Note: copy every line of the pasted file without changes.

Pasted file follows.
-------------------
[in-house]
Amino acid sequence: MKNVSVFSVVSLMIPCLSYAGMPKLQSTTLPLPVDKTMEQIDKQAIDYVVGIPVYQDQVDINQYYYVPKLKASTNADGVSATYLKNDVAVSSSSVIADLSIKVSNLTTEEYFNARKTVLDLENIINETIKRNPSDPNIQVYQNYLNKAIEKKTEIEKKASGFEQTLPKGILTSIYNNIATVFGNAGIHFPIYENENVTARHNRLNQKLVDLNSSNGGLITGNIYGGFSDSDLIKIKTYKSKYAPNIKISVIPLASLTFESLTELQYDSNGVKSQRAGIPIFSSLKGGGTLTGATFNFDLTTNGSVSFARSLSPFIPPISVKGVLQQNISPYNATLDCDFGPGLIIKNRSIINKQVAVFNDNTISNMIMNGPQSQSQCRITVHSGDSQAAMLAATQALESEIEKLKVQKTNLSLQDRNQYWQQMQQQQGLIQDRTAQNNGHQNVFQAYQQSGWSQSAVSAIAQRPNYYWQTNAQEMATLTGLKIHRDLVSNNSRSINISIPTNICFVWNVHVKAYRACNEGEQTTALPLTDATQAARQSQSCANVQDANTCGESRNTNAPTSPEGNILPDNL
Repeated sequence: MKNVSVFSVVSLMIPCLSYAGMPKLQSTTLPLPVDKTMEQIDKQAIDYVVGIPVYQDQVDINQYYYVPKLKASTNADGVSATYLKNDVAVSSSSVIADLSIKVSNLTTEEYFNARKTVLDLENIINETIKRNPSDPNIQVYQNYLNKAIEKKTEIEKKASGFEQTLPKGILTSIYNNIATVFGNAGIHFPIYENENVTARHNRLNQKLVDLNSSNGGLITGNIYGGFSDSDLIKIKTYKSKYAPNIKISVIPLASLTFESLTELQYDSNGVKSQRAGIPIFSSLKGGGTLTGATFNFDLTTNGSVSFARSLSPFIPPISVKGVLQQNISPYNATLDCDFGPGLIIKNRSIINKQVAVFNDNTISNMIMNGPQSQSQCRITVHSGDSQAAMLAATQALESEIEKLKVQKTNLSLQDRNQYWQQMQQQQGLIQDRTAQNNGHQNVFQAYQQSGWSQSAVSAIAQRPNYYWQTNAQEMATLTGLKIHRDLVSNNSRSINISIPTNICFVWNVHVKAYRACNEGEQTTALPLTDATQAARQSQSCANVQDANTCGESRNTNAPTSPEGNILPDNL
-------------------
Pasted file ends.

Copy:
[in-house]
Amino acid sequence: MKNVSVFSVVSLMIPCLSYAGMPKLQSTTLPLPVDKTMEQIDKQAIDYVVGIPVYQDQVDINQYYYVPKLKASTNADGVSATYLKNDVAVSSSSVIADLSIKVSNLTTEEYFNARKTVLDLENIINETIKRNPSDPNIQVYQNYLNKAIEKKTEIEKKASGFEQTLPKGILTSIYNNIATVFGNAGIHFPIYENENVTARHNRLNQKLVDLNSSNGGLITGNIYGGFSDSDLIKIKTYKSKYAPNIKISVIPLASLTFESLTELQYDSNGVKSQRAGIPIFSSLKGGGTLTGATFNFDLTTNGSVSFARSLSPFIPPISVKGVLQQNISPYNATLDCDFGPGLIIKNRSIINKQVAVFNDNTISNMIMNGPQSQSQCRITVHSGDSQAAMLAATQALESEIEKLKVQKTNLSLQDRNQYWQQMQQQQGLIQDRTAQNNGHQNVFQAYQQSGWSQSAVSAIAQRPNYYWQTNAQEMATLTGLKIHRDLVSNNSRSINISIPTNICFVWNVHVKAYRACNEGEQTTALPLTDATQAARQSQSCANVQDANTCGESRNTNAPTSPEGNILPDNL
Repeated sequence: MKNVSVFSVVSLMIPCLSYAGMPKLQSTTLPLPVDKTMEQIDKQAIDYVVGIPVYQDQVDINQYYYVPKLKASTNADGVSATYLKNDVAVSSSSVIADLSIKVSNLTTEEYFNARKTVLDLENIINETIKRNPSDPNIQVYQNYLNKAIEKKTEIEKKASGFEQTLPKGILTSIYNNIATVFGNAGIHFPIYENENVTARHNRLNQKLVDLNSSNGGLITGNIYGGFSDSDLIKIKTYKSKYAPNIKISVIPLASLTFESLTELQYDSNGVKSQRAGIPIFSSLKGGGTLTGATFNFDLTTNGSVSFARSLSPFIPPISVKGVLQQNISPYNATLDCDFGPGLIIKNRSIINKQVAVFNDNTISNMIMNGPQSQSQCRITVHSGDSQAAMLAATQALESEIEKLKVQKTNLSLQDRNQYWQQMQQQQGLIQDRTAQNNGHQNVFQAYQQSGWSQSAVSAIAQRPNYYWQTNAQEMATLTGLKIHRDLVSNNSRSINISIPTNICFVWNVHVKAYRACNEGEQTTALPLTDATQAARQSQSCANVQDANTCGESRNTNAPTSPEGNILPDNL